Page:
solar panel house
As more households install solar power panels, demand drops for National Grid energy, which could have a knock-on effect. Reuters

The rise of solar power usage and more efficient appliances in the UK could see the National Grid overwhelmed with extra energy this summer resulting in wind farms temporarily shutting down – a move that could ultimately cost UK bill payers.

With UK households and businesses producing their own off-grid power by installing solar setups such as rooftop panels the reliance for energy from the National Grid has fallen dramatically according to its annual summer outlook report.

While this sounds like good news it would have a knock-on effect that may see wind farms having to be turned off at certain times and nuclear plants asked to reduce output as there would be too much energy in the system than it can handle.

Too much power could damage some household electricals such as televisions and fridges and to solve this it comes at a cost.

"Some flexible wind generation will need to be curtailed this summer during periods of minimum demand to help us balance the system," said the National Grid.

"There is a possibility that we may have to issue emergency instructions to inflexible generators to reduce their output during some weeks, in order to balance supply and demand."

The companies operating the wind farms would have to be compensated to switch off its production and this cost could be reflected in customers' bills.

wind farm ferry
Offshore wind farms as seen in this picture could be paid to turn off during off-peak times Reuters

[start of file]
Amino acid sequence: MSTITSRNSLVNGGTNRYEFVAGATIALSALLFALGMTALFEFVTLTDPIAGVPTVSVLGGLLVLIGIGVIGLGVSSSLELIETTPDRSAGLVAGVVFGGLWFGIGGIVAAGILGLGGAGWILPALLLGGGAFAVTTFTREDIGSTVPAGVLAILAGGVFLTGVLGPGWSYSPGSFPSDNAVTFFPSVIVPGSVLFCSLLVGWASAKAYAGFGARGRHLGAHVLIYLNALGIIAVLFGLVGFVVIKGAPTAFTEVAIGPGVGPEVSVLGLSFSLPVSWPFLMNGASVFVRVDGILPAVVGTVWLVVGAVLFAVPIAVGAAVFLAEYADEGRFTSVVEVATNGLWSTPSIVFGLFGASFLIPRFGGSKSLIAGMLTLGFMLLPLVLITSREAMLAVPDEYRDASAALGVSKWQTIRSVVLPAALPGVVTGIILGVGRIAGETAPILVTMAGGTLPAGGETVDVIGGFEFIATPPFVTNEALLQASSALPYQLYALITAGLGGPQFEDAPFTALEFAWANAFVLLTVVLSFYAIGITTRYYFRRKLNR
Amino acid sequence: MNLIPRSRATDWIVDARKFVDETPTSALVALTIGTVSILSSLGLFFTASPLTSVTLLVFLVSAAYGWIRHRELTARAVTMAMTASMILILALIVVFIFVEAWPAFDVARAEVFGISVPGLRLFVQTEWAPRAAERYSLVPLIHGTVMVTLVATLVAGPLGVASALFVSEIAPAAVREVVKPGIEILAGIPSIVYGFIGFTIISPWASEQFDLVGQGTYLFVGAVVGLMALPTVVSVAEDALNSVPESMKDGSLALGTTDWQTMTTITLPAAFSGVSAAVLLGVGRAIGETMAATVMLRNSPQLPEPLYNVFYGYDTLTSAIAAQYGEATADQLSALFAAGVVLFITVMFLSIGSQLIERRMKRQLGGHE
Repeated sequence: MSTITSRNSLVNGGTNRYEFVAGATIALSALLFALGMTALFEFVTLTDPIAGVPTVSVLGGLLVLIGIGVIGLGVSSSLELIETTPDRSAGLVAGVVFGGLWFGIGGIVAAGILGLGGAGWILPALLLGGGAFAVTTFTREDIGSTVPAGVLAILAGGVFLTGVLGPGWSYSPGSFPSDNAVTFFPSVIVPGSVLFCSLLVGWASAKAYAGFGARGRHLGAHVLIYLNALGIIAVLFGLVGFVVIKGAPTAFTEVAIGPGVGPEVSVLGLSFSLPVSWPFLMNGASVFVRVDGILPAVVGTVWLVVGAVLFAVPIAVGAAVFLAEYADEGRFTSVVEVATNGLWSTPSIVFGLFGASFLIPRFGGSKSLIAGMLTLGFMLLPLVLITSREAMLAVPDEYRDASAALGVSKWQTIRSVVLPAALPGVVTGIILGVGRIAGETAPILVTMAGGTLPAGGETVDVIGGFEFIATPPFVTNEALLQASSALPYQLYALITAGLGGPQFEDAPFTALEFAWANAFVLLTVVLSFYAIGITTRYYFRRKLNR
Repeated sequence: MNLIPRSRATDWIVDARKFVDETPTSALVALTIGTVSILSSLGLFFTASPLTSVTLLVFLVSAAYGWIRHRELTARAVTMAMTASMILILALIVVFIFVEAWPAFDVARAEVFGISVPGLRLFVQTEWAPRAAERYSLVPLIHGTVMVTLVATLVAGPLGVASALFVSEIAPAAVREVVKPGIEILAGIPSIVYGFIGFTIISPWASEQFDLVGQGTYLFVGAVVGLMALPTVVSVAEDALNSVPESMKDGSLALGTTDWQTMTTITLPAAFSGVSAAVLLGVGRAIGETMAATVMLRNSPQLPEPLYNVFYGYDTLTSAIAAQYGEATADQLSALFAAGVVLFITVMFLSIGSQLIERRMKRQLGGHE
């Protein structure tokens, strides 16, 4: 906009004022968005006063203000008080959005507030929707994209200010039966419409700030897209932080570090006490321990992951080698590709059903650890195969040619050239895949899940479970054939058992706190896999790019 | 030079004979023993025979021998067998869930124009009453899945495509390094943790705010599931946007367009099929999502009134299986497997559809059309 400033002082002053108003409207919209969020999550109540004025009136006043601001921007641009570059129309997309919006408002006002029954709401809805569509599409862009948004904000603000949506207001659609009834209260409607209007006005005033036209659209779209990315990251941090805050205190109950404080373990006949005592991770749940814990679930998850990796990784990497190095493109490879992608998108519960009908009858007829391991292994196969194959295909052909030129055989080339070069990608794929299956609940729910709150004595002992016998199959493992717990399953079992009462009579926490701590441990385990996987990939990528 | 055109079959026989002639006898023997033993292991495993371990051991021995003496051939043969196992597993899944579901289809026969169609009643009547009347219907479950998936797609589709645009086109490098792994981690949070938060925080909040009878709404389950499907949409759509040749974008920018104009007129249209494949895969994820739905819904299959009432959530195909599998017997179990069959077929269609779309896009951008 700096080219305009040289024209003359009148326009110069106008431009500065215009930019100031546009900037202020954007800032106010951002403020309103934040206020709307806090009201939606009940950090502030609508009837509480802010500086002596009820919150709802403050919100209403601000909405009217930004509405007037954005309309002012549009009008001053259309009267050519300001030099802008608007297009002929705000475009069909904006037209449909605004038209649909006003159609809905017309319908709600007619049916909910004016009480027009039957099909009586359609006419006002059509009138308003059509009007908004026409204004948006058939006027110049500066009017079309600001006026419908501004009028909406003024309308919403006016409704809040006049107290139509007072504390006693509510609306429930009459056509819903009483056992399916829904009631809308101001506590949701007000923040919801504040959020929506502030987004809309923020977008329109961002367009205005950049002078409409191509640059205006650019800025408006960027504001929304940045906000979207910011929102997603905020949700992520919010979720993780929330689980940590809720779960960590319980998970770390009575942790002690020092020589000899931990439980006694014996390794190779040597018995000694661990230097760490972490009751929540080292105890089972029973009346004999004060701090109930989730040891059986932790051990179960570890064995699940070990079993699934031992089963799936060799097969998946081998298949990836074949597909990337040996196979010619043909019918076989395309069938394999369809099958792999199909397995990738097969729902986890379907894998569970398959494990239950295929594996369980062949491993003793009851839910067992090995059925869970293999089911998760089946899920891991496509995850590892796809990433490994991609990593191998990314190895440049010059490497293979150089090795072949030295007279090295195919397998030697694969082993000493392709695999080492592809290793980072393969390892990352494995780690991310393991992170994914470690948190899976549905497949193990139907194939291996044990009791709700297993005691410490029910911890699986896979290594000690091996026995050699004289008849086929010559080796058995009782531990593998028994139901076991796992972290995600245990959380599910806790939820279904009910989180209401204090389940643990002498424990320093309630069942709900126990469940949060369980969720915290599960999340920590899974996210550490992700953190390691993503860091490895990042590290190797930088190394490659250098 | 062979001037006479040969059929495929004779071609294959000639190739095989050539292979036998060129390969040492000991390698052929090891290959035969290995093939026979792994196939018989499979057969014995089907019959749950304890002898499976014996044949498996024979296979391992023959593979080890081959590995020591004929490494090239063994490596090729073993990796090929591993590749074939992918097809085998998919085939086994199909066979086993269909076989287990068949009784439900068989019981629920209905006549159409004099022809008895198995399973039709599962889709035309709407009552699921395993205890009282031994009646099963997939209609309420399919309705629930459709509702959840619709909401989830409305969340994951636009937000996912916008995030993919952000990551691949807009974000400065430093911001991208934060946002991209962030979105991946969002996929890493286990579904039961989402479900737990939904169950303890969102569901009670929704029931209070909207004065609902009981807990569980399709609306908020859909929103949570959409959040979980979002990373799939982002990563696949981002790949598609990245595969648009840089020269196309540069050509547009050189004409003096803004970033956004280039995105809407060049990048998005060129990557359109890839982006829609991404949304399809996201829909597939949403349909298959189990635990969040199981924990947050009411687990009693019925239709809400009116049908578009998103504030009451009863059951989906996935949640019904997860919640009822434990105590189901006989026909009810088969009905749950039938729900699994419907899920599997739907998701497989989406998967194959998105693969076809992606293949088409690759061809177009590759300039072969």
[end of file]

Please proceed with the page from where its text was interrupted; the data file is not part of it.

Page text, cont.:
The National Grid's ''Demand Turn Up'' scheme also pays some businesses to use up surplus energy in the system during low-demand periods such as weekend afternoons and overnight. It's claimed it paid out £900,000 on the initiative in 2016, however said it saved almost £500,000 on more costly alternative solutions to balance out the network.

Any indication as to how much customers' bills could change was not disclosed and would ultimately depend on demand and how much it would need to balance the supply.

With solar technology becoming more efficient, cheaper (photovoltaic prices have fallen by as much as 80 per cent since 2008) and more viable for many households the National Grid predicts a rise in solar power generation from 9.3 gigawatts from February 2016 to 11.7 this year with the trend only set to rise.

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Tesla's solar roofs look like normal tiles, but can be used to power a home and charge a car Tesla

Companies such as Tesla are committed to solar power and recently unveiled its solar tiles solution where an entire house roof is covered with subtly designed solar panels that don't look like ugly, retrofitted units.